To support or not

I don’t remember the last time I had to argue with my family about something non-family related and argue vehemently at that. I am usually a person who wouldn’t engage in arguments unless I use it to expand my knowledge of that specific matter by playing devil’s advocate. And arguing over WhatsApp isn’t fun, even though it can be useful to curb your emotions which might come to the fore when you are talking in person.

So, what was this argument all about? I am not sure if you have heard about the Jallikatu protests that have been going on in my state in India. There was some support shown by Tamilians all over, US, UK etc Everyone supporting the traditional sport of Jallikatu (a bull taming sport) held during the second day after Pongal (the harvest festival). You see, the Supreme Court had banned this sport citing cruelty to animals and people wanted to rally against the ban. Especially students. The protest was on a very large scale and it was all peacefully done (in a very non-violent way) which I really appreciate. My siblings also participated to show their solidarity and support to this sport. Not just them, my very close friends too spoke up and started using the ‘I Support Jallikatu’ picture as their WhatsApp profile picture.

A lot of news, talks, messages, information was being passed on in the WhatsApp family group about this and it came to a stage where I was asked to show my support by joining the people here in London if there were any such thing happening. I told them that I do not support the cruelty to animals in the name of culture and even though I support the fact that the local breed of cattle which is diminishing should be addressed, Jallikatu might not be the only solution that we should be resorting to. Also once the Government removes the ban, people will go back to their own life and forget all about organic breeding, farming, supporting farmers, supporting local cattle breeds etc until the next year when the sport is banned again. That ruffled a lot of feathers. At least they didn’t pounce on me for my views, but I was bombarded with so many cultural references and stuff like that through the messages.

Yesterday, when the protests were getting to a close, the political parties played their game and turned it violent where the police officials themselves involved in arson and put the blame on the students. I was expecting this to happen. Because that is what happens every single time we try to protest peacefully. Every party wants to gain mileage with any such huge event to gain votes.

I wanted to write all about it but wasn’t sure where to begin. Mr. M and I used to discuss it every day for the past week about why my folks or others are not seeing the bigger picture? It totally turned into an emotional blackmail thing. If I didn’t support it, I wasn’t a Tamilian who is proud of her culture, so if I am a Tamilian I would support it, no matter what. That wasn’t agreeable to me. I had questions for which they didn’t have answers. And I was told that I was being unreasonable.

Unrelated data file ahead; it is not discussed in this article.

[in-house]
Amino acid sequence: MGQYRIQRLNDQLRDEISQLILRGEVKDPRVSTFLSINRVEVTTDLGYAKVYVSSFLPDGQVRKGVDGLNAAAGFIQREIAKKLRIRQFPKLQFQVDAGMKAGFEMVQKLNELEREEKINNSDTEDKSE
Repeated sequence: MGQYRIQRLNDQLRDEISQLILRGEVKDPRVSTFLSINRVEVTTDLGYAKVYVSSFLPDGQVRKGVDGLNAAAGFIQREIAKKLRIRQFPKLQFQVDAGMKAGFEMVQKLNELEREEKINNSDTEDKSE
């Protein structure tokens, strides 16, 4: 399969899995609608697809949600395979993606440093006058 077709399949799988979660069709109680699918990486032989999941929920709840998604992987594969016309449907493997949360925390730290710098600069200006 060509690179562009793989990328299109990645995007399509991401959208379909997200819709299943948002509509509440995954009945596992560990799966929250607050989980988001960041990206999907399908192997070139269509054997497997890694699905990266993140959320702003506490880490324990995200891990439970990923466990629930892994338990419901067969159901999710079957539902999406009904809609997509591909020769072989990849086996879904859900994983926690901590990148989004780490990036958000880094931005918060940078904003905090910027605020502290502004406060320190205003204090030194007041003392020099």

But today, I found an article which highlighted each and every single question I had (it is so convenient when someone who is better at writing their views expresses your thoughts) and I think it will be better to share that instead of going through the same questions again.

Jallikattu: ethics versus entrenched traditions – [http://www.thehindu.com/thread/politics-and-policy/Jallikattu-ethics-versus-entrenched-traditions/article17082324.ece]

I am sure that article will bring up a lot of comments (I am yet to go through the comments there) and some harsh ones at that too. But I am glad that I found that.

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3 comments

  1. Les Petits Pas de Juls · January 25

    Change is always a difficult subject to broach… With family it seems even harder… I believe it is right to pursue traditions in order to protect Culture. The thing is, nowadays, we also realize traditions come from a way of life at a particular moment, that might not be completely adequate now. Traditions yes, blindly and without thinking them through, no. If today, you don’t believe or don’t recognize yourself in some traditions, you rightfully can’t and won’t want to perpetuate it.
    What is more important is that everyone can have their point of views; those can be very different but everyone’s must be respected. If people are not ready to change yet, let’s wait a bit more… and share information that will allow everyone to think the traditions through.
    you did great in finding the other article. It will enlight everyone so everyone can make a choice based on facts.
    Let’s hope you can all manage to still talk to each other and believe in each other even though you don’t share this particular aspect of your culture.

    Cheers!
    Jul’

    Liked by 1 person

    • KG · January 25

      Thanks, Jul’ 🙂 Thankfully my siblings are way better than some fanatics who cannot take no for an answer or worse, can’t listen to other’s views. My brother was a little bit miffed, but that was only for a day 😉 I hope that more people read that article and discuss it in detail rather than just blindly following a propaganda for the sake of it.

      Liked by 1 person

      • Les Petits Pas de Juls · January 25

        I never expected less from your family!
        it is crucial today that people get really and truly informed rather than follow blindly a propaganda for the sake of it, you’re absolutely right.

        Liked by 1 person

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